LAST WEEK, the Pennsylvania Intergovernmental Cooperation Authority (PICA) released a report calling for the consolidation of Philadelphia's four row offices. The city's fiscal watchdog estimates that streamlining operations and moving responsibilities from row offices to other departments would save between $13 million and $15 million a year.

But what really jumps out at us is the number 503. That's how long, cumulatively, that those offices have existed without governance change: the city commissioners (established 1867), the clerk of Quarter Sessions (1838), the registrar of wills (1874), and the Sheriff's Office (1954).

It's as if the Fire Department still showed up to burning buildings on horse-drawn carts.

PICA's report suggests folding the duties into other offices, which means the current offices would no doubt close.

Fiscally, the case for consolidation is open-and-shut. According to PICA, other counties provide comparable services at a much cheaper rate than does Philadelphia.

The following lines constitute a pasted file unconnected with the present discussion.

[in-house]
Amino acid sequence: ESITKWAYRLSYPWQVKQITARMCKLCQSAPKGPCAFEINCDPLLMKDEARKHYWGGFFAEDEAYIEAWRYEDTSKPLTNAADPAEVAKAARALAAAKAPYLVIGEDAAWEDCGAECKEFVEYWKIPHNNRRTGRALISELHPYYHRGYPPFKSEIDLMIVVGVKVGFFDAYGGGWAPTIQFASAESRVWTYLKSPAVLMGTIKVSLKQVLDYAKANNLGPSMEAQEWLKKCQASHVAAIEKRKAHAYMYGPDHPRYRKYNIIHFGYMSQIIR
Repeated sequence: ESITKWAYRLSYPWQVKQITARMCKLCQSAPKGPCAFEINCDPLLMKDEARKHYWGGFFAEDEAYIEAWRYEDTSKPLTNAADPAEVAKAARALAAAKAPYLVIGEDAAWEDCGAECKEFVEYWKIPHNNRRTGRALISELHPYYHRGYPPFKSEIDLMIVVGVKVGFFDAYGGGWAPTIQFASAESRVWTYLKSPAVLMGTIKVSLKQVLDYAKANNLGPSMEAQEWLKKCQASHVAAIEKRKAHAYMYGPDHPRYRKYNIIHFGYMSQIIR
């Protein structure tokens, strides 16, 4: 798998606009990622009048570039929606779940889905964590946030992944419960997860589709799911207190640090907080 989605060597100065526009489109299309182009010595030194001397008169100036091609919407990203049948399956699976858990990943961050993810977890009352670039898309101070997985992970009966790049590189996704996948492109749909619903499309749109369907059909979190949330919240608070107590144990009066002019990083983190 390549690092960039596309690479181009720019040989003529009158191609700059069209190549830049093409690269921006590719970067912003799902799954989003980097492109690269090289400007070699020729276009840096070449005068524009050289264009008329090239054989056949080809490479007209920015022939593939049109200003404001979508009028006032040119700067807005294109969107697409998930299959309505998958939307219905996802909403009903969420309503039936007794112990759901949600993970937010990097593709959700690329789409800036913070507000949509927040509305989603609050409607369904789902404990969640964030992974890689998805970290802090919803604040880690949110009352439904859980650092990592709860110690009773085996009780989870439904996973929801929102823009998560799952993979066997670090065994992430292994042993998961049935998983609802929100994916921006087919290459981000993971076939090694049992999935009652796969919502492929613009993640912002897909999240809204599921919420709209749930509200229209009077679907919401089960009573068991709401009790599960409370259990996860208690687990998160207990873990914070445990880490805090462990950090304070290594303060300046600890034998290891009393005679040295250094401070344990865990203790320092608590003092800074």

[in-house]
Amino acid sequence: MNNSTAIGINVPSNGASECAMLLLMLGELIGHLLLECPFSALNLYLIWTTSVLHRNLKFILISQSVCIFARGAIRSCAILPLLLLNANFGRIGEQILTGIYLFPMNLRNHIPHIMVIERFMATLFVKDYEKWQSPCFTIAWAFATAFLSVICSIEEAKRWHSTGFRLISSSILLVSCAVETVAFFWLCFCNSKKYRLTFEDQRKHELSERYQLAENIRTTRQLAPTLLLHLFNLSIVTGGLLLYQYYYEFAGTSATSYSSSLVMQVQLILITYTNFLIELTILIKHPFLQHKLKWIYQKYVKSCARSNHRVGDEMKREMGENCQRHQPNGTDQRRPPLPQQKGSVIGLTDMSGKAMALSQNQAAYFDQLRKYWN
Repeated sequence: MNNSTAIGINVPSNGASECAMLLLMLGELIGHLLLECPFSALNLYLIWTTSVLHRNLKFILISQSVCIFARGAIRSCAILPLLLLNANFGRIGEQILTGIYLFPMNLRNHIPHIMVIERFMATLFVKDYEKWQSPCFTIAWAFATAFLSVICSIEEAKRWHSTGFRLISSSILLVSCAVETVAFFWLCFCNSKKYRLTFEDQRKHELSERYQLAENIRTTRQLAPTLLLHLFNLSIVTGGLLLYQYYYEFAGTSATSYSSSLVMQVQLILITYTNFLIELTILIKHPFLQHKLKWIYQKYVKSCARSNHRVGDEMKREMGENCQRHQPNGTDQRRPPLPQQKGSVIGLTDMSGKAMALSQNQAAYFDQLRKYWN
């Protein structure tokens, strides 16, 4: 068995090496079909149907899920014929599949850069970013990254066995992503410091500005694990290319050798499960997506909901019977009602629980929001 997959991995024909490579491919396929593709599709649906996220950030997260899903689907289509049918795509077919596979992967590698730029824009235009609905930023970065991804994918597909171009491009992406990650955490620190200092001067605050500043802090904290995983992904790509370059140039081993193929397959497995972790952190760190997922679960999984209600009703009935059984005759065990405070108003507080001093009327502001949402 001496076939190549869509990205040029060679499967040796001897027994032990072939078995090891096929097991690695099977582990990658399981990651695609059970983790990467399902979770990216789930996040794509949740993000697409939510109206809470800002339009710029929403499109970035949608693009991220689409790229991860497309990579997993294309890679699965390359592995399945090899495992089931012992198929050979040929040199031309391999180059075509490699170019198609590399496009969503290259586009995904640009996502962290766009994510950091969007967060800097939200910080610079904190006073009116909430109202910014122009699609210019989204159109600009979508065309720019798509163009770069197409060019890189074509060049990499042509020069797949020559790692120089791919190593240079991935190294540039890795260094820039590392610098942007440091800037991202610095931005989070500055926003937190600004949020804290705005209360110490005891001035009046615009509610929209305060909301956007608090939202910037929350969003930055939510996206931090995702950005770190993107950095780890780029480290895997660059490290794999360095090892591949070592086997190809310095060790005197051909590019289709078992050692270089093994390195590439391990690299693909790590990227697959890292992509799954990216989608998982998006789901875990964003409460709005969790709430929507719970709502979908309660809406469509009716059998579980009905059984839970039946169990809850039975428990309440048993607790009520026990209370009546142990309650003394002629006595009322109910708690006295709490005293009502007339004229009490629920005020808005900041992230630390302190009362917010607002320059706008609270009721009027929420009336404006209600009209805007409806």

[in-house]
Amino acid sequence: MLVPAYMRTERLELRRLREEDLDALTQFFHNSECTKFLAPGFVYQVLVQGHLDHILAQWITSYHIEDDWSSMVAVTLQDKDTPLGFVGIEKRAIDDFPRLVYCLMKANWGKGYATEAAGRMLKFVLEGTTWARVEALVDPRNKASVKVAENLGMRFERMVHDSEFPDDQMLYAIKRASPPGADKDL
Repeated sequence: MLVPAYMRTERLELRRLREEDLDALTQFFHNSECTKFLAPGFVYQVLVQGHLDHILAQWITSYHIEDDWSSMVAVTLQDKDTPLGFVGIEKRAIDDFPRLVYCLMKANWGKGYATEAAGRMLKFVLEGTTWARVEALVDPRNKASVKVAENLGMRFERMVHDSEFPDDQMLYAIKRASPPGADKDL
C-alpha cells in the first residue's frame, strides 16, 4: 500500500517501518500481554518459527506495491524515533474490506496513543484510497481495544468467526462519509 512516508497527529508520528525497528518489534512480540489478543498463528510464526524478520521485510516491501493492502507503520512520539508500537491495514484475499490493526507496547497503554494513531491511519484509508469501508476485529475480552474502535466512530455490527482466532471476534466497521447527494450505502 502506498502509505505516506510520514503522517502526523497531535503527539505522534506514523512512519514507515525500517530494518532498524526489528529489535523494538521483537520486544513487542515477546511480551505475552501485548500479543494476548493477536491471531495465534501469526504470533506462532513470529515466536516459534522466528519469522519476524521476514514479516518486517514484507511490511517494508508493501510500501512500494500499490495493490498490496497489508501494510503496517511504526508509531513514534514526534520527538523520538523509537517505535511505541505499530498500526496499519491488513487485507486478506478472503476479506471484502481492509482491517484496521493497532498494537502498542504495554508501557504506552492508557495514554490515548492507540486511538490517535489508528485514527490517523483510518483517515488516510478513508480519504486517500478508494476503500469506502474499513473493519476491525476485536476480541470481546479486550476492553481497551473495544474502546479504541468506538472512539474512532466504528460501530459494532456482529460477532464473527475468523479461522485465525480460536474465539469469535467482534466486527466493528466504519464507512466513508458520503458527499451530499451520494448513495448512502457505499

But the fact is, though not addressed in the report, consolidating these offices could also improve functions.

The clerk of Quarter Sessions ($4.6M) handles administrative duties for the court system. The registrar of wills ($3.5M) probates wills and appraises estates. The Sheriff's Office ($15.2M) transports prisoners, collects bail, provides court security and sells foreclosed property. The city commissioners ($9.3M) run voter registration and local elections. Total combined budgets: $32.6 million.

Functioning better could mean, for example, that the bail collection and prisoner transport that the sheriff handles could come under the direct control of the prison and court systems. Cases could be processed much more quickly, without an extra layer of bureaucracy.

There are arguments against consolidation. In a city with a history of corruption, one could argue that the row offices should remain independent, out of the mayor's control.

In order to consolidate the row offices, the mayor will have to work closely with City Council (and get voters to approve). He'll also have to take on the Democratic Party establishment, which essentially controls these four positions.

It's been a while since either of those things has happened. But it was a lot more recently than 503 years ago. *